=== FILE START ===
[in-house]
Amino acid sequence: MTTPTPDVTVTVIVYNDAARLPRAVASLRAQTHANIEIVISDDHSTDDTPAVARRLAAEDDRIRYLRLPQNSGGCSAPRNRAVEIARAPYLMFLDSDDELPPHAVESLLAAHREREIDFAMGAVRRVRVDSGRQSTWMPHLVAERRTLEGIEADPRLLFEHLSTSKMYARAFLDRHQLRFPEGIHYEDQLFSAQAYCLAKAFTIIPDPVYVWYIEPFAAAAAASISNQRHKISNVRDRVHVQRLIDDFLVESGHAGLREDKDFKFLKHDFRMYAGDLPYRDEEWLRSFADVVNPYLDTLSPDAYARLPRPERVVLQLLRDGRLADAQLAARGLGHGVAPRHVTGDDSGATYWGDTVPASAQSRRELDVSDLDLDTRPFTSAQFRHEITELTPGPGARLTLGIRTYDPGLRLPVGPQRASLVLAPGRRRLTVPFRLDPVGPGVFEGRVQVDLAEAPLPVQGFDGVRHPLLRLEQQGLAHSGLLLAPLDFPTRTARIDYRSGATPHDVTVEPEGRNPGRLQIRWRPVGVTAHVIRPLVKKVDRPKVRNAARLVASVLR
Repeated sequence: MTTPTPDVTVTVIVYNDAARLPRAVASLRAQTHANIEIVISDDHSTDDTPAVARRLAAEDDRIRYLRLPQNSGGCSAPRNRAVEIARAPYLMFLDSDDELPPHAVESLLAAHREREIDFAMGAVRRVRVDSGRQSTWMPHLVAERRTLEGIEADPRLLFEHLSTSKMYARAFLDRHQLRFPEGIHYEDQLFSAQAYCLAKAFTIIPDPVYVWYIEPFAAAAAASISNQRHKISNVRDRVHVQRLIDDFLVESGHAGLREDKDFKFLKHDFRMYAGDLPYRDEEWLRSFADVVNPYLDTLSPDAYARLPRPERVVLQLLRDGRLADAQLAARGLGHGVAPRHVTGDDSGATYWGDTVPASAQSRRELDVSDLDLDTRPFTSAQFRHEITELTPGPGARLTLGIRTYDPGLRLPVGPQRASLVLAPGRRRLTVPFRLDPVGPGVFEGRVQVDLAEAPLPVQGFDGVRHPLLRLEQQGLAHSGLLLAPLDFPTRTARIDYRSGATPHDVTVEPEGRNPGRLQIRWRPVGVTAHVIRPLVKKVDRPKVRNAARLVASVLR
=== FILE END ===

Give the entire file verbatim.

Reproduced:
[in-house]
Amino acid sequence: MTTPTPDVTVTVIVYNDAARLPRAVASLRAQTHANIEIVISDDHSTDDTPAVARRLAAEDDRIRYLRLPQNSGGCSAPRNRAVEIARAPYLMFLDSDDELPPHAVESLLAAHREREIDFAMGAVRRVRVDSGRQSTWMPHLVAERRTLEGIEADPRLLFEHLSTSKMYARAFLDRHQLRFPEGIHYEDQLFSAQAYCLAKAFTIIPDPVYVWYIEPFAAAAAASISNQRHKISNVRDRVHVQRLIDDFLVESGHAGLREDKDFKFLKHDFRMYAGDLPYRDEEWLRSFADVVNPYLDTLSPDAYARLPRPERVVLQLLRDGRLADAQLAARGLGHGVAPRHVTGDDSGATYWGDTVPASAQSRRELDVSDLDLDTRPFTSAQFRHEITELTPGPGARLTLGIRTYDPGLRLPVGPQRASLVLAPGRRRLTVPFRLDPVGPGVFEGRVQVDLAEAPLPVQGFDGVRHPLLRLEQQGLAHSGLLLAPLDFPTRTARIDYRSGATPHDVTVEPEGRNPGRLQIRWRPVGVTAHVIRPLVKKVDRPKVRNAARLVASVLR
Repeated sequence: MTTPTPDVTVTVIVYNDAARLPRAVASLRAQTHANIEIVISDDHSTDDTPAVARRLAAEDDRIRYLRLPQNSGGCSAPRNRAVEIARAPYLMFLDSDDELPPHAVESLLAAHREREIDFAMGAVRRVRVDSGRQSTWMPHLVAERRTLEGIEADPRLLFEHLSTSKMYARAFLDRHQLRFPEGIHYEDQLFSAQAYCLAKAFTIIPDPVYVWYIEPFAAAAAASISNQRHKISNVRDRVHVQRLIDDFLVESGHAGLREDKDFKFLKHDFRMYAGDLPYRDEEWLRSFADVVNPYLDTLSPDAYARLPRPERVVLQLLRDGRLADAQLAARGLGHGVAPRHVTGDDSGATYWGDTVPASAQSRRELDVSDLDLDTRPFTSAQFRHEITELTPGPGARLTLGIRTYDPGLRLPVGPQRASLVLAPGRRRLTVPFRLDPVGPGVFEGRVQVDLAEAPLPVQGFDGVRHPLLRLEQQGLAHSGLLLAPLDFPTRTARIDYRSGATPHDVTVEPEGRNPGRLQIRWRPVGVTAHVIRPLVKKVDRPKVRNAARLVASVLR